Ad groups hail privacy pact, rivals voice fears

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The Federal Trade Commission's endorsement of the Network Advertising Initiative's self-regulatory proposal confirms the Internet's viability as an ad-supported medium, ad networks said.

"This is a tough but fair agreement that protects consumer privacy online in an unprecedented manner and allows Internet advertising to thrive," said Josh Isay, director of public policy at DoubleClick, a member of the NAI coalition along with other third-party ad servers such as 24/7 Media and Engage.

PRIVACY GROUPS RESPOND

But even as supporters embraced the pact, privacy advocates grumbled that the rules agreed to by the online ad groups and the Clinton administration don't go far enough to ensure that personal information collected online about consumers won't be misused by marketers.

On July 28, privacy groups sent the Senate Commerce Committee a letter and report written by Jason Catlett, president of Junkbusters, and Marc Rotenberg, executive director of the Electronic Privacy Information Center. The letter asked the committee to reconsider its endorsement of the FTC/NAI agreement. It also recommended regulatory measures be taken to address privacy problems created by online profiling.

Among other things, the NAI members agreed to give consumers the chance to opt out before the services combine information collected online with offline databases. But Mr. Catlett said it's "an unreasonable burden to expect consumers to opt out" and that ad groups shouldn't be able to track users, anonymously or otherwise, unless consumers first opt in to such data collection.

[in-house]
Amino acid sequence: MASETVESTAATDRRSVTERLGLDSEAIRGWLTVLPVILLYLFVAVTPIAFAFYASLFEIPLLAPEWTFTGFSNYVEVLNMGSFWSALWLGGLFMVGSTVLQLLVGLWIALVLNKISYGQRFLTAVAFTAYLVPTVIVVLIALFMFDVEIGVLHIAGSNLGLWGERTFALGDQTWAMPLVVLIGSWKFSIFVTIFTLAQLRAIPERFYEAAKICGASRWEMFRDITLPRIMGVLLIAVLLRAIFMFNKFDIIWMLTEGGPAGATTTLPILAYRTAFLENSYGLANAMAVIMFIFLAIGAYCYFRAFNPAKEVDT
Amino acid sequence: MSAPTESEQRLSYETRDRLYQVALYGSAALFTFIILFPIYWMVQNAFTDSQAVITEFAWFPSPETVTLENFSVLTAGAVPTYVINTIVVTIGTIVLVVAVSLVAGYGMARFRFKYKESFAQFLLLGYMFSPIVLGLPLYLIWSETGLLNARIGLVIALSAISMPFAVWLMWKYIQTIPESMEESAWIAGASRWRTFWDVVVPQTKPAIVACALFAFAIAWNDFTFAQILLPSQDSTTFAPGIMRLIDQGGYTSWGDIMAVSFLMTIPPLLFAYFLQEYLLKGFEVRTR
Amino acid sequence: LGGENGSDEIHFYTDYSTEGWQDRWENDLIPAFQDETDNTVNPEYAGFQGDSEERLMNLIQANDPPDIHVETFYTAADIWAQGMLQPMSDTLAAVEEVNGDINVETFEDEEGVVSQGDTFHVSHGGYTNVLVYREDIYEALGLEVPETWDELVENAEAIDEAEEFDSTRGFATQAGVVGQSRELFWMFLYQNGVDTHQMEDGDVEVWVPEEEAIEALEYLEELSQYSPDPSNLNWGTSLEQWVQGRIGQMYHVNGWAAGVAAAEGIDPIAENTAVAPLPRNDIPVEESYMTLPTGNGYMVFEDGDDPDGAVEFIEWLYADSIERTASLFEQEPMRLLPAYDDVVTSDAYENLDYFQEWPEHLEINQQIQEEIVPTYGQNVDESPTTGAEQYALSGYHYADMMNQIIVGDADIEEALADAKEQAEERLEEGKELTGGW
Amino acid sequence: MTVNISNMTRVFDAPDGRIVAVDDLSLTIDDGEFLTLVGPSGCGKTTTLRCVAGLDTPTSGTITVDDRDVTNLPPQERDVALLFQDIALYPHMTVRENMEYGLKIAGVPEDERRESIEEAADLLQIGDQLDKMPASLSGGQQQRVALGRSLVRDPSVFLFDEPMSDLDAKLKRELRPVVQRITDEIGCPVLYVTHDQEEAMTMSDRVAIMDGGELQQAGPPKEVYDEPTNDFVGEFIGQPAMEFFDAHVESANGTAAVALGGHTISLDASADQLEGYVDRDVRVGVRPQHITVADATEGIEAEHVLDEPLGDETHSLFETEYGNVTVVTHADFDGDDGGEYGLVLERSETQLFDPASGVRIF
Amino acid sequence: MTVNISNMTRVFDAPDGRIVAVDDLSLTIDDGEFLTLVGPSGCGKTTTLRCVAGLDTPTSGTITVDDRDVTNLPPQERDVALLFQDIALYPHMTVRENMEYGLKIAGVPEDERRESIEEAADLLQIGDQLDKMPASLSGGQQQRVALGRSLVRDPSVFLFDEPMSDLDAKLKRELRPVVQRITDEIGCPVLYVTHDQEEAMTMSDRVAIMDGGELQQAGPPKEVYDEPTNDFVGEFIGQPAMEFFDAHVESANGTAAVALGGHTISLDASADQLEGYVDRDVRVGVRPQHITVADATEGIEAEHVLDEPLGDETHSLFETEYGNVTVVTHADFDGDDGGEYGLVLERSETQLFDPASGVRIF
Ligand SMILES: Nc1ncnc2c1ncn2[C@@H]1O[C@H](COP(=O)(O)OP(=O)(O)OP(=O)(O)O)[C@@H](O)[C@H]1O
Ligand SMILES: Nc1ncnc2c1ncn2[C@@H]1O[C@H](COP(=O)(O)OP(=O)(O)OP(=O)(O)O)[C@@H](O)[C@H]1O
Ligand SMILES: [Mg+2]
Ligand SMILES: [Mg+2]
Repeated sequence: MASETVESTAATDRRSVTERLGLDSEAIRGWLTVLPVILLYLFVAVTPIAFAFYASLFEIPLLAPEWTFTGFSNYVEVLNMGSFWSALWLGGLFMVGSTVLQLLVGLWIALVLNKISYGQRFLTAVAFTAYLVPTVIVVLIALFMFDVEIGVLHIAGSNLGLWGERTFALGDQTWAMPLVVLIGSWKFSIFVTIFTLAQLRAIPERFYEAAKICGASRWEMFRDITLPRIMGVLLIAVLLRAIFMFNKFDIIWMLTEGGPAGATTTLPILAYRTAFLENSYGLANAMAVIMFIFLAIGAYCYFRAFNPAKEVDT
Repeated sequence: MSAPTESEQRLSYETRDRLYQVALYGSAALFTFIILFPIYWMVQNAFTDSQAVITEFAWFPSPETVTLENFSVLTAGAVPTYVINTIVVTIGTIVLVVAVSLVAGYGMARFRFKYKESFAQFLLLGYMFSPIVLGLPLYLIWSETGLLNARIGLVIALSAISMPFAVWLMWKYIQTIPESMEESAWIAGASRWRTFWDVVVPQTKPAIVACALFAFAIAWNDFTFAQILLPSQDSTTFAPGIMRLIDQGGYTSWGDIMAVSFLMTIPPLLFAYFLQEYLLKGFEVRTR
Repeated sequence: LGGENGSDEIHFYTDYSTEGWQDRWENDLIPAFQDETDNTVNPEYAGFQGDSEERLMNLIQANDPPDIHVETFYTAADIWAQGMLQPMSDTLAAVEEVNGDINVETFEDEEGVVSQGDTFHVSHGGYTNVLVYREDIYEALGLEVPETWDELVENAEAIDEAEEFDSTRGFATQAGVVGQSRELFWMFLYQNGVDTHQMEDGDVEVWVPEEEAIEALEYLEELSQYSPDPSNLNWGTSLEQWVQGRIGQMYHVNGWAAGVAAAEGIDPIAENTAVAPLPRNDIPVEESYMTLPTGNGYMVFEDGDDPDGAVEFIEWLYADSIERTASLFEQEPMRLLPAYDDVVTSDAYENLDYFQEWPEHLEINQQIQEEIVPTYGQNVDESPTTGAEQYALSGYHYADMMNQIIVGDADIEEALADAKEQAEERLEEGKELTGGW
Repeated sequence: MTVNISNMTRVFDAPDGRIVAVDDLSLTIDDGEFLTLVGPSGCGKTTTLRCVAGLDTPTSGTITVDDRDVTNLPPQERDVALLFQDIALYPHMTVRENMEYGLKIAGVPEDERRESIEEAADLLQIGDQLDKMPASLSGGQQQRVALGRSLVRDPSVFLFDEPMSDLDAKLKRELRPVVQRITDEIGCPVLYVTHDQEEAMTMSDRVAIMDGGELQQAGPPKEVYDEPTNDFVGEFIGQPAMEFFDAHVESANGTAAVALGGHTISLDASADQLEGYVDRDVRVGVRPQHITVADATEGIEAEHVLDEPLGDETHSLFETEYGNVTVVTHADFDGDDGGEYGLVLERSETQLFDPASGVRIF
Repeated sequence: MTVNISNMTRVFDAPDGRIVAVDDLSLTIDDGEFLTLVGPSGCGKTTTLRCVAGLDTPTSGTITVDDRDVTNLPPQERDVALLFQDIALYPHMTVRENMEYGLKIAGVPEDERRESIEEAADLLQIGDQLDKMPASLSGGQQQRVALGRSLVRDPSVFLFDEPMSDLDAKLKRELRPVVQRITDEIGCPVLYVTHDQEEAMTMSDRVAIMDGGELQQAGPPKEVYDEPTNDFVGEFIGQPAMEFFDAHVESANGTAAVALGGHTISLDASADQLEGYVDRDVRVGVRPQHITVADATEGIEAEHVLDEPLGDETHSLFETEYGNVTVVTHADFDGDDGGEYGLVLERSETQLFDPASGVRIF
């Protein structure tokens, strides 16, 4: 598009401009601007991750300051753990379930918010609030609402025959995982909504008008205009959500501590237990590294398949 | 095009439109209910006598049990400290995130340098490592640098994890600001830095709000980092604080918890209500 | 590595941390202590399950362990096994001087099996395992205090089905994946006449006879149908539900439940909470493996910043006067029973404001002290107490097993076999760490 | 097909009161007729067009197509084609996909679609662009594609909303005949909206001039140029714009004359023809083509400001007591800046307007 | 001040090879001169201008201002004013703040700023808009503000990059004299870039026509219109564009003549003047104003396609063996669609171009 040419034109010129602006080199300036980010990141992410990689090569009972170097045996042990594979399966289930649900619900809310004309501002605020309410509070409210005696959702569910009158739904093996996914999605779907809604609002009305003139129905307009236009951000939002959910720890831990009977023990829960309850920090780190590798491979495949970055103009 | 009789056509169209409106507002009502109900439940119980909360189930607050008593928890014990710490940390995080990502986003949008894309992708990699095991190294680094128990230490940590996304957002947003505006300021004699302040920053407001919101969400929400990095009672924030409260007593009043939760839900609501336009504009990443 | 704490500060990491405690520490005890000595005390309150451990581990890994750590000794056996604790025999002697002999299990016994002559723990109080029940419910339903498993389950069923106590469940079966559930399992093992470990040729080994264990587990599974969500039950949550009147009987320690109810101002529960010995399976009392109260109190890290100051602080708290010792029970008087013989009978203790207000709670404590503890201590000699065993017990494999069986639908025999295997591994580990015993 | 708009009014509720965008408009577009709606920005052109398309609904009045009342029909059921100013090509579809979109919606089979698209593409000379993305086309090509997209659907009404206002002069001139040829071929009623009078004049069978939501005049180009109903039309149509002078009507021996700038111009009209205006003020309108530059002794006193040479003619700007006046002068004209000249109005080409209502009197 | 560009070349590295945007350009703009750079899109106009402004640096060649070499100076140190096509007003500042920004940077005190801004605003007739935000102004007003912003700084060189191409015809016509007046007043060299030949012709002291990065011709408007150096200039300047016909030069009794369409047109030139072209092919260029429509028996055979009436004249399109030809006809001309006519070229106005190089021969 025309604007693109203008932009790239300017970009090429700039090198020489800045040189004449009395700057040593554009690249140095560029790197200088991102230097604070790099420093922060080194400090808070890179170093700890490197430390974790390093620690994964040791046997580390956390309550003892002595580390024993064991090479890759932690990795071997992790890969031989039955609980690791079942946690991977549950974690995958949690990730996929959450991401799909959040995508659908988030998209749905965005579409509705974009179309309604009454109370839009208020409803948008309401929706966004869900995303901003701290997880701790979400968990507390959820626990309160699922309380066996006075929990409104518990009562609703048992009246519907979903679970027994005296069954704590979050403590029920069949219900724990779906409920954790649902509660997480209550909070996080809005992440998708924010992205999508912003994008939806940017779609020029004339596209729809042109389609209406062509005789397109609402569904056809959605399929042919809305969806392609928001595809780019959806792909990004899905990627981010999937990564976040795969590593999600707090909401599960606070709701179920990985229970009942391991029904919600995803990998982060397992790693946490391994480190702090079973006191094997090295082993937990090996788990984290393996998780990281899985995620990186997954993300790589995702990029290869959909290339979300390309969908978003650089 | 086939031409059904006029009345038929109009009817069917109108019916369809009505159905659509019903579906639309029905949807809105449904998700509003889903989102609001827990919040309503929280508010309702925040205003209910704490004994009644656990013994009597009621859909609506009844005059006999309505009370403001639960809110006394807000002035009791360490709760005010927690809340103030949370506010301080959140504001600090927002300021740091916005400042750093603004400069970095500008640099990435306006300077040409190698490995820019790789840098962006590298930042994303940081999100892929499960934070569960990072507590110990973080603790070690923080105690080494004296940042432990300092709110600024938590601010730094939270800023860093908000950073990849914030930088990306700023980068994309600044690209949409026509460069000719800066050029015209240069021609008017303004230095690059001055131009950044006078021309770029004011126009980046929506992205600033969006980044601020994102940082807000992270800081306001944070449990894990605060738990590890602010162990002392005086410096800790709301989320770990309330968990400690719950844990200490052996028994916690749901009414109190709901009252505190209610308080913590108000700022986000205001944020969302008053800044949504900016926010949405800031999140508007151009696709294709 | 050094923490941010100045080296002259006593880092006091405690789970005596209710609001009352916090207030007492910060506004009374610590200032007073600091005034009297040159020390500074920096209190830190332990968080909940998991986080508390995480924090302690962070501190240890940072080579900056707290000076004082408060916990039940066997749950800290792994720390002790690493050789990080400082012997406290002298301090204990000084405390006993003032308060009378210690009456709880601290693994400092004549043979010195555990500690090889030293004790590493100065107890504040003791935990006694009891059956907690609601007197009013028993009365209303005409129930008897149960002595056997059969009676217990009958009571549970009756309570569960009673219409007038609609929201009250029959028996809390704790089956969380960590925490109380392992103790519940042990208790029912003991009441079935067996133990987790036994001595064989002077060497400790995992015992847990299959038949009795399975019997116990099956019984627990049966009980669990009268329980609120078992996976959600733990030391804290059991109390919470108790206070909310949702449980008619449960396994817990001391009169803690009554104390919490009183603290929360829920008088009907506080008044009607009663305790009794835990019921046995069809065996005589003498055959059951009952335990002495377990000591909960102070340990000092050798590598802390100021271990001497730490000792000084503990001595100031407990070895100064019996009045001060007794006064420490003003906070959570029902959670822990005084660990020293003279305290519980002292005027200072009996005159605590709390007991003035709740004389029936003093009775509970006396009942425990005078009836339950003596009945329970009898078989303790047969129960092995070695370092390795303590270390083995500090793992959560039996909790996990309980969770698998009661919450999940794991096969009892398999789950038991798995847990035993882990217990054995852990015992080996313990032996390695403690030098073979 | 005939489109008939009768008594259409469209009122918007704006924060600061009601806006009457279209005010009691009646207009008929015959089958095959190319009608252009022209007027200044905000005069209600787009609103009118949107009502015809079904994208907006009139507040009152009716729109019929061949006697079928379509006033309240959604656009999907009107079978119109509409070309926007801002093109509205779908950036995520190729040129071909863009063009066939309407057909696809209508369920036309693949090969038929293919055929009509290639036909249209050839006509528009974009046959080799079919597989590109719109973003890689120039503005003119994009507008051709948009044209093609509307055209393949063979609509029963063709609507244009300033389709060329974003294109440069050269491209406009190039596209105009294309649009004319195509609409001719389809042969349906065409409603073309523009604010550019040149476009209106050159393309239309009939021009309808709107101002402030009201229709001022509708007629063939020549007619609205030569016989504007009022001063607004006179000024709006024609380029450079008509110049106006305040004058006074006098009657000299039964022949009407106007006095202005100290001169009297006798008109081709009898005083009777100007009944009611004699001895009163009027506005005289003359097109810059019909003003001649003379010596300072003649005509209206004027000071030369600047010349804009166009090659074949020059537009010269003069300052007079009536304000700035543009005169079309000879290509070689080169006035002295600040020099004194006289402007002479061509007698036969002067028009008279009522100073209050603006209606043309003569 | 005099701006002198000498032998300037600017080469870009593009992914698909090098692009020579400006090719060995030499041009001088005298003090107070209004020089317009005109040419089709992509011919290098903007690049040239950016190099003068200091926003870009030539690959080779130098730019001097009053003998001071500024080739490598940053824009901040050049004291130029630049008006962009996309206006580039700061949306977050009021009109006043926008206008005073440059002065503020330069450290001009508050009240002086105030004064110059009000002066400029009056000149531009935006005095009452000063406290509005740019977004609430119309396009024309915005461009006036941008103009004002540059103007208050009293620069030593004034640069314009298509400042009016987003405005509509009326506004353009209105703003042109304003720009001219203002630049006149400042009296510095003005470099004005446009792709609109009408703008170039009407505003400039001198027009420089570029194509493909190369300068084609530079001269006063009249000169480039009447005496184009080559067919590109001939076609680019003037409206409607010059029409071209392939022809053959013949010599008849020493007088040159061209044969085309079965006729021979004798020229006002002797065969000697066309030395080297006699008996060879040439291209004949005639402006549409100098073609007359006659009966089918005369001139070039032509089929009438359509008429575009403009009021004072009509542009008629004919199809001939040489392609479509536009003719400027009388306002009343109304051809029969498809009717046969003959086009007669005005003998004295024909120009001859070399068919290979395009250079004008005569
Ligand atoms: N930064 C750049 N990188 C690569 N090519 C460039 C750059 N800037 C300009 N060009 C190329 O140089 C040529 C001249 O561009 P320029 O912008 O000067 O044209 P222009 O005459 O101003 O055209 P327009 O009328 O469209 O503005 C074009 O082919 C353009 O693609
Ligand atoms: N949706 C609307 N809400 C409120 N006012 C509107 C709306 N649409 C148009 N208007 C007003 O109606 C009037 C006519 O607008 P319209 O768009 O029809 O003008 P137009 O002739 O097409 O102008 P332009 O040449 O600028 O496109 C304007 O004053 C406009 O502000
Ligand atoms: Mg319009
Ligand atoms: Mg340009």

"The FTC has clearly caved in to the online advertiser lobby . . . [and] failed to adequately protect consumers," said Jeff Chester, executive director of the Center for Media Education.

NEW PRIVACY CONCERNS

Rich LeFurgy, chairman of the Internet Advertising Bureau, hailed the agreement but said more details need to be worked out. He also noted that new privacy concerns will arise as Internet access moves to handheld wireless devices and other digital platforms.

"This is the start of the beginning in terms of consumer privacy," Mr. LeFurgy said. "It's an absolutely great bedrock from which we can build. But we have to get into some of the specifics that aren't outlined."

In a report issued July 27, the FTC supported the NAI's proposal but still called on Congress to enact legislation to guarantee compliance by non-NAI members. NAI members agreed to put their self-regulatory principles into effect immediately as Congress considers the FTC's legislation recommendation.

POLICIES TO BE POSTED

In addition to giving consumers the chance to opt out of having information collected, NAI members agreed not to collect sensitive, personally identifiable information such as medical histories, and to post clear and conspicuous notice on publishers' Web sites when other information is being collected. The coalition also will establish a Web site where consumers can go to opt out of data collection by any ad-serving company that is an NAI member.

The agreement follows legislation introduced by Sen. John McCain (R., Ariz.) that would require Web sites to disclose how they use consumer data. Sen. McCain, who chairs the Senate Commerce Committee, said he plans to proceed with privacy legislation this year.

Companies such as DoubleClick had seen steep declines in their market value earlier this year as privacy concerns grew. In the wake of last week's pact, the share prices of leading ad-serving companies showed mixed results. DoubleClick closed July 28 at $36.88, up 10.9%. for the week. Engage closed at $10.44, down 10.2% for the week; and 24/7 Media closed at $11.94, down 8%.

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